Published February 2017

Cognitive Confusions: Dreams, Delusions and Illusions in Early Modern Culture
Edited by Ita Mac Carthy, Kirsti Sellevold and Olivia Smith
Legenda (General Series)

  • ‘Cognition-centered scholarship is here, and Dreams, Delusions and Illusions in Early Modern Culture is a welcome new contribution... I found myself wanting to dialogue with each of these writers... they enter into essential new investigations into the diversity of our cognitive experiences.’ — Donald Beecher, Renaissance Quarterly 71.1, 2018, 267-69
  • ‘Sustained and intensive collaboration is evident in the collection, where every chapter displays a profound and fruitful engagement with cognitive psychology and philosophy that illuminates both early modern literary texts and contemporary science... These essays are thought-provoking, rigorous, and inventive themselves, and as exemplary models of properly collaborative research should interest early modernists, literary scholars, and other researchers into cognition.’ — unsigned notice, Forum for Modern Language Studies 54.3, July 2018, 372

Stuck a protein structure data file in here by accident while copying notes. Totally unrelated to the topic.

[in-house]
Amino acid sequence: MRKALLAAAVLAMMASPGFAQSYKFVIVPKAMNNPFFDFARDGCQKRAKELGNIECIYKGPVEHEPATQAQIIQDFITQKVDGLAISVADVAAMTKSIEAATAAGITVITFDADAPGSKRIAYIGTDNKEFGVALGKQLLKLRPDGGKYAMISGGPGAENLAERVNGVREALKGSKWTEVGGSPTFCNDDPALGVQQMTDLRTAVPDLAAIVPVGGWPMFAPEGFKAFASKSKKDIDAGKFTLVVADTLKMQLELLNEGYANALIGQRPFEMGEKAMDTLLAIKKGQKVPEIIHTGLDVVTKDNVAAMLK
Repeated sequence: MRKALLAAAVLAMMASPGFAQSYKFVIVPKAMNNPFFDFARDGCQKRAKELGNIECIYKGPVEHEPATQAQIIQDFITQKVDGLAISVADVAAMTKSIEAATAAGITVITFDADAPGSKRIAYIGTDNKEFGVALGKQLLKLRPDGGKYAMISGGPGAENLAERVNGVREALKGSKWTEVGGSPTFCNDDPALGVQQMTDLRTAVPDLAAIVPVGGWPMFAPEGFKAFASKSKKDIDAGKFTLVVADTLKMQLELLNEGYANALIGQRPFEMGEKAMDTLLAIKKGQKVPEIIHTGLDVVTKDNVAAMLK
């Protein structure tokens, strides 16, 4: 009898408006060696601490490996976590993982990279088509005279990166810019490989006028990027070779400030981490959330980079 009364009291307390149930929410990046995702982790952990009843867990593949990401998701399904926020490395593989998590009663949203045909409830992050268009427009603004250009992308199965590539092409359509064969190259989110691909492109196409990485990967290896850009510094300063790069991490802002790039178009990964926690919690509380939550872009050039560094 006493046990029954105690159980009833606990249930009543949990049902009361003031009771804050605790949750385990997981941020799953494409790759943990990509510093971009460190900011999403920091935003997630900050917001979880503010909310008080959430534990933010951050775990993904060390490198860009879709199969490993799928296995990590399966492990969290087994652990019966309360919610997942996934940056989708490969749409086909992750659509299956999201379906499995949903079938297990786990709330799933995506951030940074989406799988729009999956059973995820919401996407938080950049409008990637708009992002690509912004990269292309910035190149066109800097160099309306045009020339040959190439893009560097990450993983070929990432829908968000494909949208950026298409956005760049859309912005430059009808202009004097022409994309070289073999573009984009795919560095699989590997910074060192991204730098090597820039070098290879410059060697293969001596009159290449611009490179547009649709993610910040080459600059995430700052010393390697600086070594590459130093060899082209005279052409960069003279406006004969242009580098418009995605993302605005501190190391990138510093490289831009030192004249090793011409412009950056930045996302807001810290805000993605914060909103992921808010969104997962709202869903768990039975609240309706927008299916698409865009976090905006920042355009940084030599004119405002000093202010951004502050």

Agnès Varda Unlimited: Image, Music, Media
Edited by Marie-Claire Barnet
Moving Image 6

  • ‘The essays in this important and richly illustrated volume edited by Marie-Claire Barnet focus on the film, installation art, photography, and use of music by the multi-faceted and creative soon-to-be nonagenarian, Agnès Varda... An inspiring and valuable volume.’ — Dervila Cooke, H-France 18, March 2018, no. 51